A Matter of Free Speech on Social Media in India

6 April 2021 Patrick Rabbitte, FDI Associate

The Indian Government has recently responded to major protests with a raft of reforms designed to tighten control over social media and heighten censorship of opposition voices.

 

Background

The ability of Indian citizens to speak freely online or in public is growing more difficult as the ruling Bharatiya Janata Party (BJP) rolls out increasingly strict legislation to curtail criticism of its policies. In November 2020, protests by Indian farmers resulted in a conflict between information technology company Twitter and the BJP, with the BJP demanding that 1,000 Twitter accounts be banned. Twitter’s refusal to comply with that directive has led the government to create a Code that is designed to provide more government oversight of online social media. Previous abuses of such powers by the BJP have, however, led to the perception that such oversight is little more than a means to silence criticism.

Comment

The farmers’ protests in New Delhi that commenced in November 2020 have proved a flashpoint in the BJP’s response to criticism of its policies. The protest against the ruling party, which started in response to three laws rushed through the Lok Sabha (the Lower House of India’s Parliament), that were intended to free up the market into which farmers sell their crops, has already been falsely accused by the BJP as being a front for a Sikh separatist movement. Journalists have been specifically targeted by the police at these protests, with the high-profile arrest of Mandeep Punia and Dharmender Singh, with Punia released only after a three-day imprisonment. Both men were accused by the BJP of sharing ”unverified” news, with the Delhi Police filing cases against others for posting “fake, misleading and wrong information”. Many observers have noted the key role that social media has played in the protests, with the spread via Twitter of a viral video showing Punia being physically removed from the protests by police, preventing the police from denying that Punia was ever there.

Tweets from Greta Thunberg, the young Swedish environmentalist, have promoted the farmers’ cause internationally and helped spread an online “toolkit” that, the authorities claim, was designed to help create further protests. The response from the BJP was a legal demand to block more than 1,000 Twitter accounts that had circulated hashtags associated with support for the protests. That generated even further controversy after Disha Ravi, the Indian environmentalist founder of “Fridays For Future India”, was arrested for helping to draft and spread copies of this toolkit and subsequently charged with sedition by the BJP.

Twitter’s decision to reinstate accounts banned by government order and its refusal to remove more, has prompted the release of an aggressive new set of rules by the BJP that have been designed to clamp down on online discussion and criticism of the government’s activities. The Intermediary Guidelines and Digital Media Ethics Code introduces a raft of new requirements designed to further suborn companies such as Twitter and Facebook to the ruling party’s mandates. The new code requires companies to remove requested content within 36 hours, assist in law enforcement investigations by providing personal information, and appoint multiple new executive officers to liaise with the federal government. The combined effect of these measures has been to place what some observers call an impossible regulatory burden upon information technology companies. While these new regulations could be interpreted as necessary to stop the spread of false information, the BJP’s deteriorating track record when it comes to free speech makes it unlikely that combatting fake news will be the Code’s only use.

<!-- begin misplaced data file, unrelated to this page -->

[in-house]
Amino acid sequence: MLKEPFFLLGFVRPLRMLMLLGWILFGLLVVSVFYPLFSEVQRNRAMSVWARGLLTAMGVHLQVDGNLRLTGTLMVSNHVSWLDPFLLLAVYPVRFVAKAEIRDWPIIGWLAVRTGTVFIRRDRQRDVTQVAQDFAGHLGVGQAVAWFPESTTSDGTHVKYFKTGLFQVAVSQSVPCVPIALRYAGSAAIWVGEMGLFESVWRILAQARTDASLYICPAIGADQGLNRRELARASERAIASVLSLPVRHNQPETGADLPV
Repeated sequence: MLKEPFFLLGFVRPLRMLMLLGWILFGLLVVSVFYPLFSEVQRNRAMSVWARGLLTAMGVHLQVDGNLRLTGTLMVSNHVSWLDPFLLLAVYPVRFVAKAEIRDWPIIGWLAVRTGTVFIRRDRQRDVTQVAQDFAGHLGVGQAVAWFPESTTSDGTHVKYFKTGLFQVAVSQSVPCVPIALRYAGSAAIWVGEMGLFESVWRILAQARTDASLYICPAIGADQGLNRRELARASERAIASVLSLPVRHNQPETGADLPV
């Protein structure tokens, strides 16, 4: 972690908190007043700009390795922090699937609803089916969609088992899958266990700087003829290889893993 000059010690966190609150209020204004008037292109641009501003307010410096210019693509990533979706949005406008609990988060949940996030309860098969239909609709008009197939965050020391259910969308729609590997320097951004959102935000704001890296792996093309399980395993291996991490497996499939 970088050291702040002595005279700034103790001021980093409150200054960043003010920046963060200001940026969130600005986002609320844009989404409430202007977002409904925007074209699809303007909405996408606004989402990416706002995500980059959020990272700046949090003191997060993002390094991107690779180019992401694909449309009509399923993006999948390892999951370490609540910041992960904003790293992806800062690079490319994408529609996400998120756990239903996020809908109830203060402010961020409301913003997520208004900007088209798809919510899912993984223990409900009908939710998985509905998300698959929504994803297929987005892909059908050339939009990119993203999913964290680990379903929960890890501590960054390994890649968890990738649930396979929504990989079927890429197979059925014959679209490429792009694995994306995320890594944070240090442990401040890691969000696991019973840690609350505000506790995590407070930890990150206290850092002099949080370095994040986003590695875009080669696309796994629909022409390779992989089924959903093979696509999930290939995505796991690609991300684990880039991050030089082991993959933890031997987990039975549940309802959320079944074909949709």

While often seen as a bastion of relative political and democratic freedom in Asia, especially when compared to neighbouring China, Myanmar and Bangladesh, India has continuously ratcheted up an aggressive programme designed to curtail the ability of citizens to speak out against or criticise the BJP. Recent examples include the application of the Unlawful Activities Prevention Act against a journalist investigating violence against Dalits in Hathras, the resignation of ex-Finance Minister Dr Arvind Subramaniam from a prominent academic position over concerns for basic academic freedom, and the unilateral blackout of the communications infrastructure in Kashmir, during the process of India taking direct control of the territory’s government. Disha Ravi’s arrest and the government’s spat with Twitter have been further high-profile examples of the BJP tightening its grip on discourse critical of the government.

What has become clear from the government’s responses to the farmers’ protests is that this step for the federal government is one that aims to take India further towards a kind of “digital authoritarianism”, to permanently silence online critics of the BJP government. The final applicability of the reforms remains to be seen, as a Supreme Court challenge to determine if the Code applies to online news media is due to be heard on 16 April; the reining-in of Twitter and Facebook, however, remains in effect in the interim. In the short term, the Code has attracted significant criticism, but the longer term may see those critics themselves silenced. The real long-term effects of the Code on free speech will be decided when the Supreme Court rules exactly how far reaching across the online sphere the government’s powers truly are.

 

About the Author

Patrick Rabbitte is a Perth-based FDI Associate.

Any opinions or views expressed in this paper are those of the individual author, unless stated to be those of Future Directions International.

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